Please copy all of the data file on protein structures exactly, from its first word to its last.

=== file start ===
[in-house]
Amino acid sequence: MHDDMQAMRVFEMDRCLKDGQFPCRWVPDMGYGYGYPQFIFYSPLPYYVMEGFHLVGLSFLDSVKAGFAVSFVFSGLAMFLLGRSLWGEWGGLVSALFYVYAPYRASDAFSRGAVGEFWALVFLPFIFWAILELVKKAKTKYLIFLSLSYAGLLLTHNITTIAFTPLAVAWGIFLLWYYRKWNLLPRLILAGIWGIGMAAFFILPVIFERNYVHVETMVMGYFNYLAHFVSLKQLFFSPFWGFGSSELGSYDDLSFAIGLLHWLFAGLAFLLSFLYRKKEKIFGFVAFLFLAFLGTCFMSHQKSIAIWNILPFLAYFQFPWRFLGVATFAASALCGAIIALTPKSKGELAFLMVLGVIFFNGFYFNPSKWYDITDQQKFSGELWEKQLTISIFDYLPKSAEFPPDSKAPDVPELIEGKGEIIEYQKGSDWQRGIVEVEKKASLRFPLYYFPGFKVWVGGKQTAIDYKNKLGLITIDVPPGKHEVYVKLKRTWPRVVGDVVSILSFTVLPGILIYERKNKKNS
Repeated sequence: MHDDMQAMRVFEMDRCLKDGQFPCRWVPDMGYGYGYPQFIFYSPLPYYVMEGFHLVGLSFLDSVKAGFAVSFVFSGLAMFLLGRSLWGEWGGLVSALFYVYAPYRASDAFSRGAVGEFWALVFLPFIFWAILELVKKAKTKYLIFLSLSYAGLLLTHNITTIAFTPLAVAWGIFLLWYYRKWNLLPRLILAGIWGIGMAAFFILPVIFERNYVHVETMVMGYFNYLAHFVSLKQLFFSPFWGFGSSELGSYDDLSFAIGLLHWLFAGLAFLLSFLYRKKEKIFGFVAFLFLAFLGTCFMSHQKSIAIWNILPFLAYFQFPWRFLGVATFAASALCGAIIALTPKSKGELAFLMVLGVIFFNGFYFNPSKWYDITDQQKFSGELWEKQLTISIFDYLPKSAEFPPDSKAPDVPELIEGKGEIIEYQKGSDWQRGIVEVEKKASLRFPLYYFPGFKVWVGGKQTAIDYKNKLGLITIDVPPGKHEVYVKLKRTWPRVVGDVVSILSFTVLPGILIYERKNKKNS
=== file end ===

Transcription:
[in-house]
Amino acid sequence: MHDDMQAMRVFEMDRCLKDGQFPCRWVPDMGYGYGYPQFIFYSPLPYYVMEGFHLVGLSFLDSVKAGFAVSFVFSGLAMFLLGRSLWGEWGGLVSALFYVYAPYRASDAFSRGAVGEFWALVFLPFIFWAILELVKKAKTKYLIFLSLSYAGLLLTHNITTIAFTPLAVAWGIFLLWYYRKWNLLPRLILAGIWGIGMAAFFILPVIFERNYVHVETMVMGYFNYLAHFVSLKQLFFSPFWGFGSSELGSYDDLSFAIGLLHWLFAGLAFLLSFLYRKKEKIFGFVAFLFLAFLGTCFMSHQKSIAIWNILPFLAYFQFPWRFLGVATFAASALCGAIIALTPKSKGELAFLMVLGVIFFNGFYFNPSKWYDITDQQKFSGELWEKQLTISIFDYLPKSAEFPPDSKAPDVPELIEGKGEIIEYQKGSDWQRGIVEVEKKASLRFPLYYFPGFKVWVGGKQTAIDYKNKLGLITIDVPPGKHEVYVKLKRTWPRVVGDVVSILSFTVLPGILIYERKNKKNS
Repeated sequence: MHDDMQAMRVFEMDRCLKDGQFPCRWVPDMGYGYGYPQFIFYSPLPYYVMEGFHLVGLSFLDSVKAGFAVSFVFSGLAMFLLGRSLWGEWGGLVSALFYVYAPYRASDAFSRGAVGEFWALVFLPFIFWAILELVKKAKTKYLIFLSLSYAGLLLTHNITTIAFTPLAVAWGIFLLWYYRKWNLLPRLILAGIWGIGMAAFFILPVIFERNYVHVETMVMGYFNYLAHFVSLKQLFFSPFWGFGSSELGSYDDLSFAIGLLHWLFAGLAFLLSFLYRKKEKIFGFVAFLFLAFLGTCFMSHQKSIAIWNILPFLAYFQFPWRFLGVATFAASALCGAIIALTPKSKGELAFLMVLGVIFFNGFYFNPSKWYDITDQQKFSGELWEKQLTISIFDYLPKSAEFPPDSKAPDVPELIEGKGEIIEYQKGSDWQRGIVEVEKKASLRFPLYYFPGFKVWVGGKQTAIDYKNKLGLITIDVPPGKHEVYVKLKRTWPRVVGDVVSILSFTVLPGILIYERKNKKNS